Last year, Furious George peaked early to win the Canadian Championships, crushed at Labor Day, and played incredible on Sunday at Northwest Regionals.  Unfortunately, it seems that by the time the Club Championships came around, the team was spent and had a disappointing finish.  Furious’s captain Morgan Hibbert agrees.  “Because of the circumstances of last season we were attempting a triple peak. CDN Nationals was the first and Regionals was the 2nd. In the month leading up to Regionals our entire focus was on trying to qualify out of the NW region.”  Vancouver spent the entire spring preparing for GOAT and the series getting ready for Sockeye, Revolver, and Rhino.  On Sunday at regionals, Furious displayed the most clutch performance I have ever witnessed.  After losing to Rhino in the semis, they beat up Voodoo and then launched comebacks in back-to-back games against a fired up Sockeye and a well-rested Rhino.  Furious players like Kevin Underhill came down with seemingly every 50/50 disc.  Yet after winning the bid, they were exhausted come Sarasota.  “The process of earning that second bid, and qualifying by besting Sockeye and Rhino was such an extreme high that everything afterwards felt somewhat flat,” explains Hibbert.  “By the time we got to Florida we already had two extremely emotional highs (CDN Nats and Regionals) that we were totally spent physically and mentally. Our opponents came out much hungrier than us and it showed in the results.”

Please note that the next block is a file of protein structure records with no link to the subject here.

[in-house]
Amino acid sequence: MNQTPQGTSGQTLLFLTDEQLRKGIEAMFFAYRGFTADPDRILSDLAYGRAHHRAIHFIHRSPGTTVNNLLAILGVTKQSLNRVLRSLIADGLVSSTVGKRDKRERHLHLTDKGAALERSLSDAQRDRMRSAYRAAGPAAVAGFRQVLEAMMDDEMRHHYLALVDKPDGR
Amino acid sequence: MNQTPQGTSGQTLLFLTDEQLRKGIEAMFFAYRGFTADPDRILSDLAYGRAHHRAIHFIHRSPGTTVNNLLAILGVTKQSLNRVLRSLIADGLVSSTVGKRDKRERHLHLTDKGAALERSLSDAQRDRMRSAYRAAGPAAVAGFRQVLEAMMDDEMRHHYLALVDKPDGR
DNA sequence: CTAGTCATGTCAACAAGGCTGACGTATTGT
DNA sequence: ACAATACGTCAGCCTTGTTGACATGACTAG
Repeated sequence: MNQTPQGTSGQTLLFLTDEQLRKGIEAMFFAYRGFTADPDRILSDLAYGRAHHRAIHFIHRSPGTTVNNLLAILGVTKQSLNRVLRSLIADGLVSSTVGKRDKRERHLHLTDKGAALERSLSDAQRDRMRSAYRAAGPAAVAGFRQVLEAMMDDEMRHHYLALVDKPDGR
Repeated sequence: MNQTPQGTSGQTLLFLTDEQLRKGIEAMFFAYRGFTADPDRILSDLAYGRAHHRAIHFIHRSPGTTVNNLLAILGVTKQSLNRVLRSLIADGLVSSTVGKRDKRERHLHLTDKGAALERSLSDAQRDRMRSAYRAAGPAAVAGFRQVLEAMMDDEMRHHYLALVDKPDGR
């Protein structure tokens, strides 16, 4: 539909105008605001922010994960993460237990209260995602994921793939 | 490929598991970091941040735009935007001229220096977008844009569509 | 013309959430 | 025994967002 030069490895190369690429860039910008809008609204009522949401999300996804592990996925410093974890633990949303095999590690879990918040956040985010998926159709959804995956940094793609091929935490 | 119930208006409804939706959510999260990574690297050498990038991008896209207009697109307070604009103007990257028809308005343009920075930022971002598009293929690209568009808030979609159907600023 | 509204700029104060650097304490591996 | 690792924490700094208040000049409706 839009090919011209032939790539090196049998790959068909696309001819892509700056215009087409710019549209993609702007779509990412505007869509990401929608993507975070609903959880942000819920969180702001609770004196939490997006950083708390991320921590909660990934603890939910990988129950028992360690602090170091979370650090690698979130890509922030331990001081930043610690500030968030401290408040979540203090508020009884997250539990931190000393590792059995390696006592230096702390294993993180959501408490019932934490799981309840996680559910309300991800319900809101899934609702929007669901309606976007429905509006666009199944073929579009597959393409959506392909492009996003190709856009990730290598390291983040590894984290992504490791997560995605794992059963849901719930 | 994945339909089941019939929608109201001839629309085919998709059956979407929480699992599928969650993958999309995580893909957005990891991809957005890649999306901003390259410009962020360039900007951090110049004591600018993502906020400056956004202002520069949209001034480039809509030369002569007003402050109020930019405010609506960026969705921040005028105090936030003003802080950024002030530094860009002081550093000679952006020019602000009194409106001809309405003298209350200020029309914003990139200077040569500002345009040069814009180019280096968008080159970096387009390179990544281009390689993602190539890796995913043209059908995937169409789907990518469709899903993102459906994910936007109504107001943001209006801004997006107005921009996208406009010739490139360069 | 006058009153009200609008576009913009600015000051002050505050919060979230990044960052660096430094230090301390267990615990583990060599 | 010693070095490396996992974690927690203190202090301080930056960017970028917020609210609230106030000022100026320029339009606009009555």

This year, Furious faced a similar challenge of attempting the double-peak.  They spent the spring preparing for Revolver and Japan and entered Worlds as a legitimate contender.  Morgan explains what steps Furious took to avoid burnout.  “Worlds was a big focus for us, but it was also fairly early in the calendar.  We took a long break off and didn’t start practicing again until August. We knew this would be tricky given the need to perform well at ECC and Labor Day but we also knew the time off was important. We started up in August and treated it like the beginning of the season.”  This season, Furious would combat mental burnout by switching up roles for cutters and handlers or sometimes simply not calling lines at tournaments.